The fates, if they exist, must read this column, because a mere 24 hours after my last missive about the doldrums of online dating reached you, I met someone. In real life.
A last-minute bit of diarising led me to my favourite local wine bar on a Saturday night, where I sat next to a man who was tall and funny and South African (you may have gleaned by now that I like an accent) – a colleague of a close friend. I turned on my best flirt – which I have since been told was painfully transparent – and on the way home resolved to text my friend and ask for the tall, funny South African’s number the next day. I woke up, head a little fuzzy, to a message – he had saved me the admin and asked for mine.
It is an indictment of modern dating that it felt like such a novelty – so fortuitous, romantic even – to have met the old-fashioned way. To experience one of those sweet moments, however fleeting, in which you both know (or hope you both know) what is going to happen; how could it not? This alone would have been enough, but then the South African upped his game: he was going to Copenhagen alone the next weekend, and would I like to come with him. “You’re insane,” I replied, “but I like it.”
We joked, as he took the personal details needed to book my flights, that it was all some elaborate scheme to steal my identity, and indeed several friends asked, in the preceding days, if I’d seen The Tinder Swindler. By way of reassurance I reminded them that there was little he would gain from going to such lengths, except maybe maxing out my credit card. Many jests were made about my impending murder and my brother insisted that I turn on Find My Friends, though quite how this would help I am unclear: Pippa hasn’t moved in a while – has she been murdered, or is she just enjoying a leisurely lunch?
And so our first date began, less than a week after we met, at a departure gate at Gatwick. I was glad of this because, on arriving at security, the idea of emptying my pockets and taking off my shoes in front of him felt, suddenly and strangely, too vulnerable. We failed to persuade anyone to swap their seat on the plane so we could sit together, and so, a few rows behind him, I spent the flight looking at the nape of his neck, the height of his cheekbone, too fizzing to concentrate on my book.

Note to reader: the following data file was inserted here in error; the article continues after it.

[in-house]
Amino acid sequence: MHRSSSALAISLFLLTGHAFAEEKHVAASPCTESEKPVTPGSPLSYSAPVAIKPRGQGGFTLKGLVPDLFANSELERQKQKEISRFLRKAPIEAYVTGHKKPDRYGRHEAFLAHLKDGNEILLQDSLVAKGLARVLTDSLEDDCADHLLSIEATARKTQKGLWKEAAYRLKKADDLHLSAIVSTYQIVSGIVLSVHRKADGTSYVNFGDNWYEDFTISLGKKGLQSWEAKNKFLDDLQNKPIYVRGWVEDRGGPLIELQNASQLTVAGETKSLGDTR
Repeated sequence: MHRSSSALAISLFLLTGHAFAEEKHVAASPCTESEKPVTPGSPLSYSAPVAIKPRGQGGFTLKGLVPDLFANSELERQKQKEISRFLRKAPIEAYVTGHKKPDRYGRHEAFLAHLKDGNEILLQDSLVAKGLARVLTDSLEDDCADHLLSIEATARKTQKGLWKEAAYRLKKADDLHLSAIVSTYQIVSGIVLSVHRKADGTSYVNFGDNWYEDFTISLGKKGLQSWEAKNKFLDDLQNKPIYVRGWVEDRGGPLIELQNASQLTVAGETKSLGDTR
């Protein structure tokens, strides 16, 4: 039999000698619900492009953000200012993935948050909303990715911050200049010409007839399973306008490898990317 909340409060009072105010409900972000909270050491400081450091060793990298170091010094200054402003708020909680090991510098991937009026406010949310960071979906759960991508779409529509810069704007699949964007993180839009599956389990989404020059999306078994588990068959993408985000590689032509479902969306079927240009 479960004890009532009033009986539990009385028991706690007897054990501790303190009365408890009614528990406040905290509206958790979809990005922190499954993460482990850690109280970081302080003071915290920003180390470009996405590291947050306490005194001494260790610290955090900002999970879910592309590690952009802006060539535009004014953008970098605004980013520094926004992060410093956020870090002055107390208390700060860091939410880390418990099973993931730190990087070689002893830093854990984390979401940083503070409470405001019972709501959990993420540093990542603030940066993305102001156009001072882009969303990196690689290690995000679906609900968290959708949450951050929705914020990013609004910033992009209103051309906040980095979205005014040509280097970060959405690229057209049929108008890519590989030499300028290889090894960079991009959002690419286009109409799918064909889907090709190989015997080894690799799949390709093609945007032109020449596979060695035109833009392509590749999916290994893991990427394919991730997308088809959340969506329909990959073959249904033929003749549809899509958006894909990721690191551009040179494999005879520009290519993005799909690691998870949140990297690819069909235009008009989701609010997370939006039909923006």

We filled four days walking in all the wrong directions with our arms around each other, the sun turning our foreheads and the brows of our noses pink and freckled. We covered miles to hunt down just the right coffee, or a bar that met his exacting standards. He inducted me – a person who buys Campo Viejo, preferably when it’s on offer – into the world of natural wines, and I learned to appreciate their saltiness. I came to look at art and buildings the way he did, and saw more for it. I laughed, bent over double, until my sides ached.
Alas, things won’t go any further than that, for reasons that are not mine to share. We lay in bed on our last morning and wrestled with this reality together, and he held me as I cried, and I reflected that the whole thing could be a scene in a French art-house film; it would be shot squarely from above our sprawl. “You need looking after,” he said. “Do I?” “Yes.” “You could look after me.” “I could.” Oui je pourrais. It was all decidedly un-first-date-like.
I boarded the plane home with reluctance, knowing that once the wheels touched the tarmac in London it would all be over; what happens in Copenhagen… As someone who struggles to see dating as anything but a means to an end, I find there is something sad and sweet about it all: it was a thing that happened, it was ours, and then it ended. It was rich and generous and bruising and I’ll never forget it, and isn’t that what romance is supposed to be?
I am still slightly reeling, two days later, at how quickly it all took flame and burned out. Why do I fall so hard every time? As I closed the door to my flat behind me, alone once more, the small, still voice in my head said: as you were.
This article appears in the 11 May 2022 issue of the New Statesman, Stalling Starmer